AP December 4, 2018, 9:35 PM "Texas 7" gang member Joseph Garcia executed for officer's killing
HUNTSVILLE, Texas — A member of the notorious "Texas 7" gang of escaped prisoners was executed Tuesday evening for the fatal shooting of a suburban Dallas police officer during a Christmas Eve robbery nearly 18 years ago. Joseph Garcia received a lethal injection at the state penitentiary in Huntsville for the December 2000 shooting death of 29-year-old Irving police officer Aubrey Hawkins.
Asked by the warden if he had a final statement, Garcia replied: "Yes, sir."
"Dear heavenly Father, please forgive them, for they know not what they do," Garcia said.
He then paused, for nearly a minute, before speaking again as the muffled revving of motorcycles ridden by a group of bikers who support police could be heard inside the death chamber.
"To some of you," Garcia said, pausing again as the lethal dose of the sedative pentobarbital apparently had already started.
"They've already started and I ain't even finished," he said.
He gasped three times and snored twice before all movement stopped. He was pronounced dead at 6:43 p.m.
Garcia, 47, became the 22nd inmate put to death this year in the U.S. and the 12th given lethal injection in Texas, the nation's busiest capital punishment state.
Garcia, who was serving a 50-year sentence for murder, was among a group of inmates who escaped from a South Texas prison that month and committed numerous robberies, including the one in which they shot Hawkins 11 times, killing him.
Hawkins had just finished Christmas Eve dinner with his family when he responded to the call about the robbery at a sporting goods store and was ambushed.
The escaped inmates were eventually arrested in Colorado, ending a six-week manhunt. One of them killed himself as officers closed in and the other six were convicted of killing Hawkins and sentenced to death.
Garcia was the fourth of the group put to death. Two others remain on death row.
Garcia's attorneys had asked the U.S. Supreme Court to stop his execution, arguing he never fired his gun at Hawkins or intended to kill him. One of his lawyers, J. Stephen Cooper, said prosecutors didn't have any information that showed his client was one of the shooters.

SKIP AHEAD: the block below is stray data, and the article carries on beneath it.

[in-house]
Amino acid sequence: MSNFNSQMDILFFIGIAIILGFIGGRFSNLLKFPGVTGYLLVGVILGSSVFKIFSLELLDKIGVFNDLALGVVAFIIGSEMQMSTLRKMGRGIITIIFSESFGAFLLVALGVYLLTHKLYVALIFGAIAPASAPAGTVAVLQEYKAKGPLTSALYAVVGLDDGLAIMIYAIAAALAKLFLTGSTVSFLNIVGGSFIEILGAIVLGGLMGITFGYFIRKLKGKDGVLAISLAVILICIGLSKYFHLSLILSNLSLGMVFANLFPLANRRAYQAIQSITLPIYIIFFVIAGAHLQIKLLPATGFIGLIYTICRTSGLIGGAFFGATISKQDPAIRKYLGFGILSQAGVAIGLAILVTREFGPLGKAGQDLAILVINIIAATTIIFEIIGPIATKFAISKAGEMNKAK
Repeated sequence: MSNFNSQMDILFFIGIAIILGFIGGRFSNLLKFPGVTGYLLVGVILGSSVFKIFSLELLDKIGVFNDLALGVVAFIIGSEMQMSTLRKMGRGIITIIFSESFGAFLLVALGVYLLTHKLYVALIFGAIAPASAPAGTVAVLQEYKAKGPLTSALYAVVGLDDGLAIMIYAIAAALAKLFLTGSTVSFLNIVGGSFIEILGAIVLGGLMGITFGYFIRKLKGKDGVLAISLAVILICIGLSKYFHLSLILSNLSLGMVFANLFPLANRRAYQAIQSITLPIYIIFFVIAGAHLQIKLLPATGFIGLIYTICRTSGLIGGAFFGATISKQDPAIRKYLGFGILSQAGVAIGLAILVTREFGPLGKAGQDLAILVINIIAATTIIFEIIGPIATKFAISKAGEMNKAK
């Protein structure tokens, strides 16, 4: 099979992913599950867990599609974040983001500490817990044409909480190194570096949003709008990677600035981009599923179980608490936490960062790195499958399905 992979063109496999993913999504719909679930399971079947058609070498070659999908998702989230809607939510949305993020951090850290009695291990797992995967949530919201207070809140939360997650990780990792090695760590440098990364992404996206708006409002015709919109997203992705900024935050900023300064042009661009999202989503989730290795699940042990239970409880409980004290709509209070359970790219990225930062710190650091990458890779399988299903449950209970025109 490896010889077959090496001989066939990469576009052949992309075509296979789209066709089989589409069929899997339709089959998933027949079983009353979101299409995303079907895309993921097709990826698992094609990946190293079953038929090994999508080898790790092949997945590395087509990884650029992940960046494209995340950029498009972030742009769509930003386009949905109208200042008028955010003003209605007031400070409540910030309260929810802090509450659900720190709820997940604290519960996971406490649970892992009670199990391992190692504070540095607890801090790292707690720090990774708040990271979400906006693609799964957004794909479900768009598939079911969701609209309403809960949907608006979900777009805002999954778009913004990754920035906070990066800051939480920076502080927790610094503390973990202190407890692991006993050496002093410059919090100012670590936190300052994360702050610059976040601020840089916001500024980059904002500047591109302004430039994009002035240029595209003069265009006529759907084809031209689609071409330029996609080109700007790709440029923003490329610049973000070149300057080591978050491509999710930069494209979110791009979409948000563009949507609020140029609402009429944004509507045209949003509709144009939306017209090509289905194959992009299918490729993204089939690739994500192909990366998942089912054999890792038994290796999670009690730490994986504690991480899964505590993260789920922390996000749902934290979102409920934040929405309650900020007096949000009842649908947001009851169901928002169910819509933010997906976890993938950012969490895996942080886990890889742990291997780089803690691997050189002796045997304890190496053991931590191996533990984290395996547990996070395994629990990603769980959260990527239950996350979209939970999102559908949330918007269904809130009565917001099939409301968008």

"He didn't do anything violent or prepare or encourage anybody else to do anything violent," Cooper said.
The high court rejected Garcia's appeals Tuesday evening.
Garcia was convicted under Texas' law of parties, in which a person can be held responsible for another individual's crime if he or she assisted or attempted to help in the commission of that crime.
At the time of the prison break, Garcia was serving time for the slaying of Miguel Luna in San Antonio. Luna's parents and his three daughters were among witnesses to Garcia's execution, along with two friends of Hawkins. They did not make themselves available to reporters following the punishment.
Toby Shook, the lead prosecutor who handled Garcia's case and the five others who were tried, said that while authorities couldn't narrow down which escaped inmate used which gun to shoot Hawkins, the inmates acted as a team to commit the robbery and the officer's murder.
Shook said Garcia's case is a clear example of why the law of parties is needed in certain cases.
"He was up to his ears in murder and mayhem out there. He was actively participating in everything," said Shook, now a defense attorney in Dallas.
Shook said Garcia's execution will be another step to getting closure for Hawkins' family and law enforcement.
"Ultimately, we can finally close the book on them when the punishments are all completed," he said.